I have driven across the Mackinac Bridge 100’s of times and walked it once.
Once a year the Bridge is open for the Labor Day Walk.
The Mackinac Bridge is currently the third longest suspension bridge in the world. In 1998, the Akashi Kaikyo Bridge in Japan became the longest with a total suspension of 12,826 feet. The Great Belt Bridge in Halsskov-Sprogoe, Denmark, which also opened in 1998, is the second longest suspension bridge in the world with a total suspension of 8,921 feet. The Mackinac Bridge is the longest suspension bridge in the western hemisphere.
Some interesting facts:
Completed on 1957.
Total Length of Bridge….26,444 ft. Close to 5 miles.
Total length Steel Superstructure…19,205 ft.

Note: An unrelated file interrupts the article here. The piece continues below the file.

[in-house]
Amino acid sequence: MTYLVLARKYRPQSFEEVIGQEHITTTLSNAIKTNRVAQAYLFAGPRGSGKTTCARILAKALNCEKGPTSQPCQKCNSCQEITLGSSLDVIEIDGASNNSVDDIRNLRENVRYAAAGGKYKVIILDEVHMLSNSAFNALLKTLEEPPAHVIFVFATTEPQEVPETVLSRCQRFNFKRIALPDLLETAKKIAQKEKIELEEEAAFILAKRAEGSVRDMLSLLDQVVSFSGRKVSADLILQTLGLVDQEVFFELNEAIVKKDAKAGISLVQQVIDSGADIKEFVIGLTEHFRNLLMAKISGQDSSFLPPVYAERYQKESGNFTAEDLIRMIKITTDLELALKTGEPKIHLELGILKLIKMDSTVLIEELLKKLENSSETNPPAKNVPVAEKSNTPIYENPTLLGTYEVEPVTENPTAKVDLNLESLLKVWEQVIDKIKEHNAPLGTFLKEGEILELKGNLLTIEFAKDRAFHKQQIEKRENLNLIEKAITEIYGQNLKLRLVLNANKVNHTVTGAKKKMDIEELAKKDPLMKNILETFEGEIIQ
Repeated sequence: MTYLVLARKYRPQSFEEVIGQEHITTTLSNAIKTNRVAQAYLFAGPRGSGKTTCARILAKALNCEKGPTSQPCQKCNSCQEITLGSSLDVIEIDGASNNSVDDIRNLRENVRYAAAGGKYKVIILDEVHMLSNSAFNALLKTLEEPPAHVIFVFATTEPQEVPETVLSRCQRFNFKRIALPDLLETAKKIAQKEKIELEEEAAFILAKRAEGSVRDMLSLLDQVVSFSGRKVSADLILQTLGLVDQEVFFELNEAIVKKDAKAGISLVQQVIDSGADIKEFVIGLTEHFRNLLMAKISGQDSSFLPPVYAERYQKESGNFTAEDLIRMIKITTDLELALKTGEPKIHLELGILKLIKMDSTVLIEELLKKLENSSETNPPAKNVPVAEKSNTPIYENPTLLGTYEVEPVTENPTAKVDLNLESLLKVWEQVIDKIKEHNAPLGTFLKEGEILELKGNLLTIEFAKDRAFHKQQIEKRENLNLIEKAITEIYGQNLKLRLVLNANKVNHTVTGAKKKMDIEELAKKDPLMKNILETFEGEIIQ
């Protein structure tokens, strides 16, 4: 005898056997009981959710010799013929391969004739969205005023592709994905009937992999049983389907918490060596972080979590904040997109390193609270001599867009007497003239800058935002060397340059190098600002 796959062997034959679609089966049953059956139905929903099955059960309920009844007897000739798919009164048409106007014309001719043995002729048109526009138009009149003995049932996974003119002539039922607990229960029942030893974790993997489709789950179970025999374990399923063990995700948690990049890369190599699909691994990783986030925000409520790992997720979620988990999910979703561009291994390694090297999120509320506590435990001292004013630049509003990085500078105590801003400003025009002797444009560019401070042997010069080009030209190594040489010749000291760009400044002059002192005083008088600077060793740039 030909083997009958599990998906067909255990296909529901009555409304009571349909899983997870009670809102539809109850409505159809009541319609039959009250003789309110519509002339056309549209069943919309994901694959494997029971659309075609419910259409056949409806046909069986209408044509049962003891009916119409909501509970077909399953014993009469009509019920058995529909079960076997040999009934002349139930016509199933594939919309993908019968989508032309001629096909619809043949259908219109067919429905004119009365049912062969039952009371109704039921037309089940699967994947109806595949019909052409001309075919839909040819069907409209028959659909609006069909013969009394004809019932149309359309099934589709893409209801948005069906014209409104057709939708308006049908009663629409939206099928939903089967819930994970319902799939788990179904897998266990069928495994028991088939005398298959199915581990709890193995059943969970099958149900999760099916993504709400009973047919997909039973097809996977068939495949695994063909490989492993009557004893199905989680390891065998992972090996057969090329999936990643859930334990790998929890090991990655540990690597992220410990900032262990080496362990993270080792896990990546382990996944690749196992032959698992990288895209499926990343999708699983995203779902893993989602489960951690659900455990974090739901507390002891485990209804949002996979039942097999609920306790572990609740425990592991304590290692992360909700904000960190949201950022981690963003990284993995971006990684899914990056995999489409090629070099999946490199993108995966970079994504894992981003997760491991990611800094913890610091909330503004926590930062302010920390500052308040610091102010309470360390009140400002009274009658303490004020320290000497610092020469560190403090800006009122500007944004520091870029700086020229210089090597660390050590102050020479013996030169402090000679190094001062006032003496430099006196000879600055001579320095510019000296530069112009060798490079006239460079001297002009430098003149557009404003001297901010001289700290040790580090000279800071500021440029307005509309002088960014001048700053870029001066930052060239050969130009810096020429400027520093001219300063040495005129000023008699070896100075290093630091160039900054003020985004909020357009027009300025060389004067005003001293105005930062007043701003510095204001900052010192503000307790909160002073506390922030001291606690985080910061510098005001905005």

Length Suspension Bridge including Anchorages…8,614 ft.
Heights of main Towers above Water…552 ft.
Maximum Depth of Water at Midspan…295 ft.
Maximum Depth of Tower piers below Water…210 ft.
Height of roadway above Water at Midspan…199 ft.
Underclearance at Midspan for Ships…155 ft.
Total Length of Wire in main Cables…42,000 miles.
number Wires in each cable…12,580.
Weight of Cables…11,840 Tons.
Diameter of main Cables…24 1/2 inches.
Diameter of each Wire…0,196 inches.
All suspension bridges are designed to move to accommodate wind, change in temperature, and weight. It is possible that the deck at center span could move as much as 35 feet (east or west) due to high winds. This would only happen under severe wind conditions. The deck would not swing or “sway” but rather move slowly in one direction based on the force and direction of the wind. After the wind subsides, the weight of the vehicles crossing would slowly move it back into center position.